by Jatheon

Creating a Text Messaging Policy: A Guide for Government Agencies [Infographic]

The increasing usage of mobile devices in the government sector, the Freedom of Information Act and a wide array of regulations concerning the archiving and release of government information and documents all point to one conclusion – government agencies need to establish clear policies on proper use of text messaging within and outside their offices.

Lately, the government sector has been in the spotlight because officials use consumer-based text messaging apps to instantly communicate with each other and the general public. Used for these purposes, text messaging comes with a plethora of security, privacy and compliance concerns that can impair government organizations’ communication efforts and incur unnecessary costs.

To deal with these issues, it is necessary for government agencies to protect and preserve data sent to and from their mobile devices by establishing an accurate and detailed text messaging policy. This infographic maps out the fundamental steps in its creation and implementation.

text message archiving

All major laws and regulatory bodies in the US and EU and public records acts like FOIA, FISMA, FRCP, FERPA and NARA recognize content created on personal and company-issued mobile phones as a valid business record and mandate the retention of mobile communications – messages, calls and voicemail.

To address these issues, it is necessary for government agencies to protect and preserve data sent to and from their mobile devices by establishing an accurate and detailed text messaging policy. Here are the fundamental steps in its creation and implementation:

1. Identify the applicable regulatory and legal requirements
The first step towards creating an effective text messaging policy is to identify all the relevant federal, state and industry regulations that apply to your agency. After that, discuss these rules with key stakeholders (the agency’s legal counsel, human resources, compliance officers) to make sure they fully understand and implement the requirements.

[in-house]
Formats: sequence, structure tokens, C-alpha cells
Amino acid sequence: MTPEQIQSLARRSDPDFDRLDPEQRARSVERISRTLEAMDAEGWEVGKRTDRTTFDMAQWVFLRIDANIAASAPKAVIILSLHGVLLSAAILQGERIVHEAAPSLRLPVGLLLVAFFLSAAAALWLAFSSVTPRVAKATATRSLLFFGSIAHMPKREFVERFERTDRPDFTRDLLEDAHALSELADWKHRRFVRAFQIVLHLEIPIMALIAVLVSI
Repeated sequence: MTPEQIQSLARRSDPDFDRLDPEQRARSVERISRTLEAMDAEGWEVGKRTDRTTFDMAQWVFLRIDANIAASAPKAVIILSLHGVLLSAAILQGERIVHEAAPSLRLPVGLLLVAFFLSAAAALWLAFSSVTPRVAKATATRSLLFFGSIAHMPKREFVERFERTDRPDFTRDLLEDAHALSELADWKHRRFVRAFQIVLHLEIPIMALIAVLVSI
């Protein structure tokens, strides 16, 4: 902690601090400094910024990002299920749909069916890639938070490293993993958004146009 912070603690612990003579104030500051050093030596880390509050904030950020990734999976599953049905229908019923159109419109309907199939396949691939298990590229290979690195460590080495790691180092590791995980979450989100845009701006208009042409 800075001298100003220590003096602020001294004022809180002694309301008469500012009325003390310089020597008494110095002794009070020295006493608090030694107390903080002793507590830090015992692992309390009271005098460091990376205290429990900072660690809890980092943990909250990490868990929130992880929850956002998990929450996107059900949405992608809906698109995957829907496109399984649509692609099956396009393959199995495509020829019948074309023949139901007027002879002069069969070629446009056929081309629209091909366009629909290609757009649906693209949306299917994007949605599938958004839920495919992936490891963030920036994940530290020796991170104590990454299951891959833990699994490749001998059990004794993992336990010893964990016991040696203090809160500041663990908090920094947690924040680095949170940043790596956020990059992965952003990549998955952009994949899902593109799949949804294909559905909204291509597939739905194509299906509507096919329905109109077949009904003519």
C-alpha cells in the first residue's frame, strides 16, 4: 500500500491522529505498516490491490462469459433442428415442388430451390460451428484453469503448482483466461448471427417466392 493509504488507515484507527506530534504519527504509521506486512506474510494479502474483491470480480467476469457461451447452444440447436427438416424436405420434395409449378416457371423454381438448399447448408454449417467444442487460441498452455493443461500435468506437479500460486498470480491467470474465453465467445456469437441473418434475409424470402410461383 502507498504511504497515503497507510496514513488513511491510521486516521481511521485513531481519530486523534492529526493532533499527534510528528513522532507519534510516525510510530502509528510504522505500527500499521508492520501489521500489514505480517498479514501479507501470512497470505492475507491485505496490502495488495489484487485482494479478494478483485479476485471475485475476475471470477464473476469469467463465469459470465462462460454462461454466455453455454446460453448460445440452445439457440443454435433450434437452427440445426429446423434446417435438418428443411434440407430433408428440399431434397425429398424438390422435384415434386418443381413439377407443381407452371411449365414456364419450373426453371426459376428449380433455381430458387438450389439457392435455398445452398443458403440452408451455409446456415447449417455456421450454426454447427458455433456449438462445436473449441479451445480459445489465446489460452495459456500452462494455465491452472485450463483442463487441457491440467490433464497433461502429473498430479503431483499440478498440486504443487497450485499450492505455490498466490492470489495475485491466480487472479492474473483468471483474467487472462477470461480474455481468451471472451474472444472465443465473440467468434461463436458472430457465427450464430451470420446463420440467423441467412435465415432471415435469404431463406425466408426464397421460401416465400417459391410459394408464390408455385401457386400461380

2. Specify the devices that will be permitted
Have in mind that retention regulations apply not to only government-issued devices, but also to business-related texts sent from personal devices. What you need to do is determine whether the policy will prohibit the use of personal devices at work and whether government-issued devices can be used to send personal messages. You also need to define which devices and operating systems will be allowed across the organization.

3. Identify the employees authorized to use text messaging
Depending on the communication needs of your agency, the text messaging policy should also clarify if all (if not, which) employees are permitted to use SMS messaging. If the intended purpose of text messaging is to engage with the public (e.g. to send incident alerts), the policy should specify the responsible people. If texting is a peer-to-peer communication medium, the policy should make it clear what type of information can be sent via SMS. In case of BYOD, employees should be informed that they will have to enable access to their mobile devices.

4. Train employees for proper text message archiving
Lastly, the policy must set guidelines on how text messages must be documented. Employees should know that they can’t rely on screenshots or mobile carrier to properly retain their mobile communication. To ensure these common mistakes are avoided, the agency should incorporate archiving technology that will automate the process and ensure compliance.

Did you know?

  • Freedom of Information Act (FOIA) is a US federal law that ensures an increased transparency in the government sector and deals with making records more accessible to the public. The definition of record varies from state to state, but generally includes various paper documents and electronically stored information including website content, email, chat logs, social media posts and mobile content – calls, voicemail and text messages. When agencies receive a records request, they must be able to provide access to the public records within a specified time frame (typically between 3 and 30 days).
  • Government agencies shouldn’t assume that their service provider is archiving their data on their behalf. In Washington state, officials looking for employees’ text messages were surprised to learn from Verizon that text message content is retained for only 3-5 days after the transmission.
  • Mobile phone evidence is admissible in courts. In a famous 2014 case, the Environment Protection Agency was rebuked by a federal judge when it failed to retain the text messages of its top administrator, Gina McCarthy. It was believed that she switched from email to texting to get around the law.
  • 88% of employees use mobile phones for work while on personal time, and almost 50% of work-related content is now accessed on mobile devices.
  • If your agency allows iPhones and other iOS devices, your users should refrain from using iMessage because these messages are very difficult to archive.
  • In Arizona, the state law requires all public officials to retain records of SMS messages related to public business exchanged on personal devices. If an official deletes information that is not “of purely private or personal nature”, they may be charged with a Class 4 felony.
  • In a 2016 case Stinson v. City of New York, the defendant was sanctioned because they failed to preserve the text messages sent between NYPD personnel using department-issued smartphones. The phones were within the possession, custody and control of the city and were subject to the same preservation obligations as the city’s other electronically stored information.

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